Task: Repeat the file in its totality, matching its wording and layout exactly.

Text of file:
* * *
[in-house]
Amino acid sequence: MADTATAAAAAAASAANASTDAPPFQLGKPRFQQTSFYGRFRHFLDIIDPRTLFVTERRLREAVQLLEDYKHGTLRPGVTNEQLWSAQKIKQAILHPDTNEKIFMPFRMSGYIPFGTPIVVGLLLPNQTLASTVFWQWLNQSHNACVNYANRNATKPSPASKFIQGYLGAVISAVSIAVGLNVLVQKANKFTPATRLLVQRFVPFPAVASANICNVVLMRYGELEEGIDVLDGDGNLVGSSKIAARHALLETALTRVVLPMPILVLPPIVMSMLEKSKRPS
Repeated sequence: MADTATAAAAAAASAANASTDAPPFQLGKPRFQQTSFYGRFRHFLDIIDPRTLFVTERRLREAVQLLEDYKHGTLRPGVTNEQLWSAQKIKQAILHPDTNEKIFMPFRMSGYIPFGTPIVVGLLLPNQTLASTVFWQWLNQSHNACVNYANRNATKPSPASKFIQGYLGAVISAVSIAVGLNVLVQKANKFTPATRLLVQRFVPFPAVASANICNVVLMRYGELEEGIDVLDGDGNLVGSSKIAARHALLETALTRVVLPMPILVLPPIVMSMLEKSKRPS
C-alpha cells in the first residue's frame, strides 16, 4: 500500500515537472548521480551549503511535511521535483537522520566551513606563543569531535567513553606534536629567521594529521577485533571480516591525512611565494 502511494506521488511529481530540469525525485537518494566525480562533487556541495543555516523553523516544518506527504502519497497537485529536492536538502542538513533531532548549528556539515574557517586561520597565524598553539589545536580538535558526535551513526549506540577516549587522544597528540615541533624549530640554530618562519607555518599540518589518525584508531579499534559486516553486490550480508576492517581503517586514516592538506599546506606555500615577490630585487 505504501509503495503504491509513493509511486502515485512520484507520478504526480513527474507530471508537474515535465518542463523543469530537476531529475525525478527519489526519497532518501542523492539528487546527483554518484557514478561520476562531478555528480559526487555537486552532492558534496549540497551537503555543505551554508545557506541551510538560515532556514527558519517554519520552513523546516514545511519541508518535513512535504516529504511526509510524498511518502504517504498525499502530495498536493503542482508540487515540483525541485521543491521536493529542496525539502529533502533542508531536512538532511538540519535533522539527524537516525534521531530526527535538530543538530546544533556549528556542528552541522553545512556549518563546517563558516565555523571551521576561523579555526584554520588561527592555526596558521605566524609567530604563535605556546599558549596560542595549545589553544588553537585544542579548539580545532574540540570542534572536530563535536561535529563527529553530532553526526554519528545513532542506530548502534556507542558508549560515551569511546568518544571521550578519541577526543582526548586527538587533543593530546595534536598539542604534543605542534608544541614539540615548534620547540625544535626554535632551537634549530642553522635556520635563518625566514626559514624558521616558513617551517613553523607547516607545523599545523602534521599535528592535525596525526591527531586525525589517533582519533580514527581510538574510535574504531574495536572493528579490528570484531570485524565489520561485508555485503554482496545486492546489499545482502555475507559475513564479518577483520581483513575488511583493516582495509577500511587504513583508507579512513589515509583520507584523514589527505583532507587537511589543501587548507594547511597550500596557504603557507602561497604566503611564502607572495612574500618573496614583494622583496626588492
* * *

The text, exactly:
[in-house]
Amino acid sequence: MADTATAAAAAAASAANASTDAPPFQLGKPRFQQTSFYGRFRHFLDIIDPRTLFVTERRLREAVQLLEDYKHGTLRPGVTNEQLWSAQKIKQAILHPDTNEKIFMPFRMSGYIPFGTPIVVGLLLPNQTLASTVFWQWLNQSHNACVNYANRNATKPSPASKFIQGYLGAVISAVSIAVGLNVLVQKANKFTPATRLLVQRFVPFPAVASANICNVVLMRYGELEEGIDVLDGDGNLVGSSKIAARHALLETALTRVVLPMPILVLPPIVMSMLEKSKRPS
Repeated sequence: MADTATAAAAAAASAANASTDAPPFQLGKPRFQQTSFYGRFRHFLDIIDPRTLFVTERRLREAVQLLEDYKHGTLRPGVTNEQLWSAQKIKQAILHPDTNEKIFMPFRMSGYIPFGTPIVVGLLLPNQTLASTVFWQWLNQSHNACVNYANRNATKPSPASKFIQGYLGAVISAVSIAVGLNVLVQKANKFTPATRLLVQRFVPFPAVASANICNVVLMRYGELEEGIDVLDGDGNLVGSSKIAARHALLETALTRVVLPMPILVLPPIVMSMLEKSKRPS
C-alpha cells in the first residue's frame, strides 16, 4: 500500500515537472548521480551549503511535511521535483537522520566551513606563543569531535567513553606534536629567521594529521577485533571480516591525512611565494 502511494506521488511529481530540469525525485537518494566525480562533487556541495543555516523553523516544518506527504502519497497537485529536492536538502542538513533531532548549528556539515574557517586561520597565524598553539589545536580538535558526535551513526549506540577516549587522544597528540615541533624549530640554530618562519607555518599540518589518525584508531579499534559486516553486490550480508576492517581503517586514516592538506599546506606555500615577490630585487 505504501509503495503504491509513493509511486502515485512520484507520478504526480513527474507530471508537474515535465518542463523543469530537476531529475525525478527519489526519497532518501542523492539528487546527483554518484557514478561520476562531478555528480559526487555537486552532492558534496549540497551537503555543505551554508545557506541551510538560515532556514527558519517554519520552513523546516514545511519541508518535513512535504516529504511526509510524498511518502504517504498525499502530495498536493503542482508540487515540483525541485521543491521536493529542496525539502529533502533542508531536512538532511538540519535533522539527524537516525534521531530526527535538530543538530546544533556549528556542528552541522553545512556549518563546517563558516565555523571551521576561523579555526584554520588561527592555526596558521605566524609567530604563535605556546599558549596560542595549545589553544588553537585544542579548539580545532574540540570542534572536530563535536561535529563527529553530532553526526554519528545513532542506530548502534556507542558508549560515551569511546568518544571521550578519541577526543582526548586527538587533543593530546595534536598539542604534543605542534608544541614539540615548534620547540625544535626554535632551537634549530642553522635556520635563518625566514626559514624558521616558513617551517613553523607547516607545523599545523602534521599535528592535525596525526591527531586525525589517533582519533580514527581510538574510535574504531574495536572493528579490528570484531570485524565489520561485508555485503554482496545486492546489499545482502555475507559475513564479518577483520581483513575488511583493516582495509577500511587504513583508507579512513589515509583520507584523514589527505583532507587537511589543501587548507594547511597550500596557504603557507602561497604566503611564502607572495612574500618573496614583494622583496626588492